Human Rights Groups Call for No-Fly Zone
The children in the village of Haas in Idlib province had just put their backpacks on and gathered at the door of the school, when an aircraft dropped a bomb that exploded, killing at least 22 children and six teachers, according to the UN Children’s Organization, UNICEF.
“This is one of the deadliest attacks on schools since the war in Syria began five years ago,” Juliette Toumah, the regional chief for communications in the Middle East for UNICEF told The Media Line. “It was a horrific attack that happened during school hours.”
UNICEF director Anthony Lake said if the attack was deliberate it could constitute a “war crime.” Lake said the school compound was “repeatedly attacked,” adding that it may be the deadliest attack on a school since the war began more than five years ago.
A photograph circulated on social media showed a child’s arm, seared off above the elbow, still clutching the strap of a dusty black rucksack.
The British-based Syrian Observatory for Human Rights said they believed that either Russia or Syrian government pilots were responsible for the attack.
Vitaly Churkin, Russia’s permanent representative to the UN, has already commented on the incident.
“The easiest thing to say is that it wasn’t us,” Churkin said. “But I’m a responsible person; we have to wait and see what our Defense Ministry has to say about this. It’s terrible, terrible — I hope this was not us,” he said.
Other Syrian human rights groups say that the only possible perpetrators are Russia and Syria.
“They are the only ones who have airplanes,” Laila Kiki, the head of media relations for the Syria Campaign, an “independent advocacy group campaigning for a peaceful and democratic future for Syria,” told The Media Line. “Some of the children who were wounded later died because there is a shortage of medical facilities in this area.”
Haas village is in Idlib province, in northwestern Syria, close to Aleppo, which has been almost destroyed by the fighting. A day after the attack on the school, at least six children were killed and 15 injured in rebel rocket attacks in the government-held western part of Aleppo. In eastern Aleppo, Kiki says, there are only about 35 physicians left, and shortages of medicine and equipment.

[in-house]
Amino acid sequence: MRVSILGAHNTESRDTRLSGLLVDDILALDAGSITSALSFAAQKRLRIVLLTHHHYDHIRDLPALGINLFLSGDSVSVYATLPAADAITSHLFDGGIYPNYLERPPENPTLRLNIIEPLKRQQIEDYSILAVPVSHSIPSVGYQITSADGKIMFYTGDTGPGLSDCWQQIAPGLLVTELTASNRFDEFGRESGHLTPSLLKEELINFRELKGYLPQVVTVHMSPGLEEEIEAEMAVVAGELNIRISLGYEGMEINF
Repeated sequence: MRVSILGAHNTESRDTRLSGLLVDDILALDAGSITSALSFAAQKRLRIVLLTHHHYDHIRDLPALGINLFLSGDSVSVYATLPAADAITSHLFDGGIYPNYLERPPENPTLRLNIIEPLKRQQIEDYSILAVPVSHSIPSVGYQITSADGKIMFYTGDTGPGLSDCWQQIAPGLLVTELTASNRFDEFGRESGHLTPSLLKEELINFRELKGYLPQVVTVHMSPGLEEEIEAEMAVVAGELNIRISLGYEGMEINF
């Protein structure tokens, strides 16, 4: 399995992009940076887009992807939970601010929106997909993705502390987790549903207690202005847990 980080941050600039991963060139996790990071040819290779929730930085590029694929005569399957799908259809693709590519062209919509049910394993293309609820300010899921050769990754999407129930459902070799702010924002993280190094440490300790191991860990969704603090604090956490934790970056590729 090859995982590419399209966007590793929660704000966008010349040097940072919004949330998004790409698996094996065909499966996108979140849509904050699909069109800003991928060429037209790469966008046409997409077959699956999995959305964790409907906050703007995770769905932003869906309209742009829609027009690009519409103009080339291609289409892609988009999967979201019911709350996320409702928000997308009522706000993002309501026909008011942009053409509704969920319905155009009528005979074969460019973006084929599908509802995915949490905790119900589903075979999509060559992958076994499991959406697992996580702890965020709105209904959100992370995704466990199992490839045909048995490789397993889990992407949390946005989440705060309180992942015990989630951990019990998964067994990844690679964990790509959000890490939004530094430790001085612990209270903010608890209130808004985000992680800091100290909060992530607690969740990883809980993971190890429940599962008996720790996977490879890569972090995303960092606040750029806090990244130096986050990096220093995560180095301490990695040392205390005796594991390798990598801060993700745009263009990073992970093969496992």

As the war grinds on in Syria with no end in sight, it is the children who are suffering the most.
Juliette Touma of UNICEF says that half of all school-age children, about 1.7 million children in Syria, are not in school. Some have never been to school. One in three schools in Syria has either been damaged in the fighting or is being used by either the rebel groups or the government.
“The implications of this are quite dire,” she told The Media Line. “If we do not get these children to go back, we could be facing a grim future for Syria. We are warning of a lost generation.”
Human rights groups say the international community has not done enough to stop the fighting in Syria. They charge that Syrian President Bashar al-Assad has lied about his troops use of chemical weapons, most recently after a UN report accused Syria of their use.
“The Syrian Arab republic has repeatedly denied all allegations circulated by some western departments and their tools about the use of chemical poisonous materials by Syria sides, like chlorine gas, during military acts which take place between the Syrian Arab armed forces and the terrorist groups,” the Syrian Foreign Ministry said in a statement.
Leila Kiki of The Syria Campaign says the latest attacks should be a wake-up call for the international community to do more to stop the fighting in Syria. She said a no-fly zone would be an important first step. But she says the international community has disappointed Syrians over and over.
“The Syrian government has crossed so many red lines,” she said. “There have been chemical attacks, the bombing of four hospitals in one day in Aleppo, this attack on the children in Idlib. Every time there is such a horrific incident, it makes us think that the international community has failed to protect civilians.”
At least 300,000 Syrians have been killed in the fighting, and over half of the country’s population has been displaced since the fighting began in March, 2011 with anti-government protests.